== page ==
In Alfred Hitchcock’s 1959 film “North by Northwest,” Cary Grant is mistaken for the spy George Kaplan by villain James Mason and his thugs (possibly Russian.) As we eventually discover, there is no real George Kaplan – his existence was invented and carefully nurtured by Leo G. Carroll, the head of an (unnamed) U.S. intelligence agency, to throw the villain off the track of the actual American spy, Eva Marie Saint.
That improbable if now beloved scenario apparently inspired French playwright Frédéric Sonntag a decade ago to write a play entitled “George Kaplan,” an English translation of which is being presented by the Bridge Production Group at New Ohio Theater through December 3.
“George Kaplan” presents three scenes, with the same five actors portraying three separate sets of characters: a group of radical activists who call themselves the George Kaplan Group; a writer’s room brainstorming ideas for a TV series about a character named George Kaplan; and a group of Deep State media, industry, and political figures who are trying to assess the threat to national security after “various observers of activist movements have alerted us of a name that’s been quite regularly coming to their ears: a certain George Kaplan.”
Chickens also figure one way or another in all three scenes. Chickens in a play are usually a sign of comic intent. There’s certainly humor in “George Kaplan,” but it’s often dark. Two of the scenes are explicitly violent; the third is implicitly so.
At the beginning of the first scene, which is the longest, the group is standing in front of a flag, wearing masks and videotaping what seems to be a manifesto, except the masks are ludicrous, the flag replaces the stars with chickens, and what they are saying is gobbledygook. One might be tempted to blame the language on translator Samuel Buggeln: e.g. “We, George Kaplan Group, are souls awake, and our era abominates us.” (???) But eventually some of the members complain specifically about that phrase, arguing they don’t understand it and it doesn’t work. As it turns out, the members complain and argue and debate just about everything — what they should call themselves (George Kaplan Group? George Kaplan Project?) and what their purpose is, but also whether they should be drinking coffee or beer at this meeting, and whether it is a formal meeting or an informal gathering, and whether they should vote on which it is. All of this can be taken as a satire of the painstaking/painful group dynamics and endless self-questioning of radical activists, although it’s not clear (to them or to us) if that’s what they are. There are clues that they are akin to the Guerrilla Girls, artists dedicated to pranks to make a point. One of their aims is to get activists and artists in multiple countries all to call themselves George Kaplan and sign that name to their “artworks and actions.” But the ending of the scene suggests these George Kaplans are something more threatening – or at least the powers that be find them more threatening.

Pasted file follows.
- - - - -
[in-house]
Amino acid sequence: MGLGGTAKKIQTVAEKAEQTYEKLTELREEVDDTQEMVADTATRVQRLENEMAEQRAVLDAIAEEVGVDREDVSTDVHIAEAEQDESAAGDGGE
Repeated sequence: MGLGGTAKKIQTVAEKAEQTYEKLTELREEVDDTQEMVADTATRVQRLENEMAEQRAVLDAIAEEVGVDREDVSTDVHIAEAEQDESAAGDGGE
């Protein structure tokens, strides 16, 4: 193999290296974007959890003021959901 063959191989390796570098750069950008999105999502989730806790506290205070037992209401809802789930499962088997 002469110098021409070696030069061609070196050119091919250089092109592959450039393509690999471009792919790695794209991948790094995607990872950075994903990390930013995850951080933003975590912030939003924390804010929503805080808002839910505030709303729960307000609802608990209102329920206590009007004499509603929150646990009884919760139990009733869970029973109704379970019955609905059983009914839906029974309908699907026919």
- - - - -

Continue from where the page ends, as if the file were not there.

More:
The other two scenes are a similar mix of humorous and ominous. One of the writers is a caricature of a self-important Hollywood screenwriter, who calls Aristotle a dumbass and is given to quoting from her own self-help books on writing (Ten Commandments of the Screenplay. How to Write Your Blockbuster. Creating Unforgettable Characters. Twenty-four Steps to Build Your Story – it’s not clear whether those are the titles of two books or four.) The writers have been commissioned by “clients,” who have installed microphones in the ceiling, so that they get a recording of everything said in the room, and get ownership of it. This made me wonder: Are we supposed to question whether the clients are entertainment moguls? Are they instead autocrats relying on the writers to feed them ideas for some cointelpro operation? Maybe that thought came out of nowhere – or maybe I was influenced by the characters’ paranoia.
If I were to guess the point of “George Kaplan,” I would say that it’s an attempted critique of the cynical use of invented narratives in modern politics and culture — how people who hold or hanker after power, rather than trying to assess the world as it is, prefer to create their own fictional version of the world, and try to impose the fiction on everybody else as a way of gaining or keeping control.
That can explain why there is so much squabbling and angling in the play — competition of narratives as power play.
Under the direction of Max Hunter, the cast tries to make these exchanges lively, and the design team keeps busy, but I’m afraid I reached my fill of the surreal, obscure proceedings quite some time before the third and final nightmarish ending.
New Ohio Theater through December 3, 2022
Running time: 75 minutes with no intermission
Written by Frédéric Sonntag
Directed by Max Hunter
Translated by Samuel Buggeln
Costume design by Avery Reed, lighting design by Conor Mulligan, scenic and prop design by Thomas Jenkeleit, multimedia design by Andrew Freeburg.
Cast: Christina Toth, Max Samuels, Elisha Lawson, Campbell Symes,Michael DeFilippis